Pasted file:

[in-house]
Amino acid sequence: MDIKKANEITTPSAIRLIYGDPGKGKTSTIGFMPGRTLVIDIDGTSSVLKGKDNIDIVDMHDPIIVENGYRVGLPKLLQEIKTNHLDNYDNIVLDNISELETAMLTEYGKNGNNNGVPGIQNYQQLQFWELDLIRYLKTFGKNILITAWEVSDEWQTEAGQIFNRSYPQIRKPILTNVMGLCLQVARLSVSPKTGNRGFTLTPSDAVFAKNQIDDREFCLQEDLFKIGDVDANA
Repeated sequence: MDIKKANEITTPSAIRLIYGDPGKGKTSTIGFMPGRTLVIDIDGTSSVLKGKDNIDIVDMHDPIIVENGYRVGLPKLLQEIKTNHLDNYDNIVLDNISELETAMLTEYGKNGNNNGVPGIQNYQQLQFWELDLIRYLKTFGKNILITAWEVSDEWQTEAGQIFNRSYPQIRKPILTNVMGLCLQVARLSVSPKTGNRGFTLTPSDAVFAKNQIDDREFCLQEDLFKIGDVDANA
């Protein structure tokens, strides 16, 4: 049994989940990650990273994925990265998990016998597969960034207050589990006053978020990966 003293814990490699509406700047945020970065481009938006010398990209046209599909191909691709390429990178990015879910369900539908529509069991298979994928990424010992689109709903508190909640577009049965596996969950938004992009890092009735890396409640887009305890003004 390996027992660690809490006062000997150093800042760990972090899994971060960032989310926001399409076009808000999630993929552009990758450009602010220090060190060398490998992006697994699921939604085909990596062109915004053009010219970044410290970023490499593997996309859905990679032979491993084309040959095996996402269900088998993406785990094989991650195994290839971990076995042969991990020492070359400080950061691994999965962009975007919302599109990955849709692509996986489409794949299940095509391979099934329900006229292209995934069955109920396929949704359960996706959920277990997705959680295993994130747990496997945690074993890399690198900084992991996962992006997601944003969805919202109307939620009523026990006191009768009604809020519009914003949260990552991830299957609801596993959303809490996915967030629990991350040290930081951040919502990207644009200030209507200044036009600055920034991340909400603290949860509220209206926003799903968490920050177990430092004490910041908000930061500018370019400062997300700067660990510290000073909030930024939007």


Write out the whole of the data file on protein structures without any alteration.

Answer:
[in-house]
Amino acid sequence: MDIKKANEITTPSAIRLIYGDPGKGKTSTIGFMPGRTLVIDIDGTSSVLKGKDNIDIVDMHDPIIVENGYRVGLPKLLQEIKTNHLDNYDNIVLDNISELETAMLTEYGKNGNNNGVPGIQNYQQLQFWELDLIRYLKTFGKNILITAWEVSDEWQTEAGQIFNRSYPQIRKPILTNVMGLCLQVARLSVSPKTGNRGFTLTPSDAVFAKNQIDDREFCLQEDLFKIGDVDANA
Repeated sequence: MDIKKANEITTPSAIRLIYGDPGKGKTSTIGFMPGRTLVIDIDGTSSVLKGKDNIDIVDMHDPIIVENGYRVGLPKLLQEIKTNHLDNYDNIVLDNISELETAMLTEYGKNGNNNGVPGIQNYQQLQFWELDLIRYLKTFGKNILITAWEVSDEWQTEAGQIFNRSYPQIRKPILTNVMGLCLQVARLSVSPKTGNRGFTLTPSDAVFAKNQIDDREFCLQEDLFKIGDVDANA
């Protein structure tokens, strides 16, 4: 049994989940990650990273994925990265998990016998597969960034207050589990006053978020990966 003293814990490699509406700047945020970065481009938006010398990209046209599909191909691709390429990178990015879910369900539908529509069991298979994928990424010992689109709903508190909640577009049965596996969950938004992009890092009735890396409640887009305890003004 390996027992660690809490006062000997150093800042760990972090899994971060960032989310926001399409076009808000999630993929552009990758450009602010220090060190060398490998992006697994699921939604085909990596062109915004053009010219970044410290970023490499593997996309859905990679032979491993084309040959095996996402269900088998993406785990094989991650195994290839971990076995042969991990020492070359400080950061691994999965962009975007919302599109990955849709692509996986489409794949299940095509391979099934329900006229292209995934069955109920396929949704359960996706959920277990997705959680295993994130747990496997945690074993890399690198900084992991996962992006997601944003969805919202109307939620009523026990006191009768009604809020519009914003949260990552991830299957609801596993959303809490996915967030629990991350040290930081951040919502990207644009200030209507200044036009600055920034991340909400603290949860509220209206926003799903968490920050177990430092004490910041908000930061500018370019400062997300700067660990510290000073909030930024939007």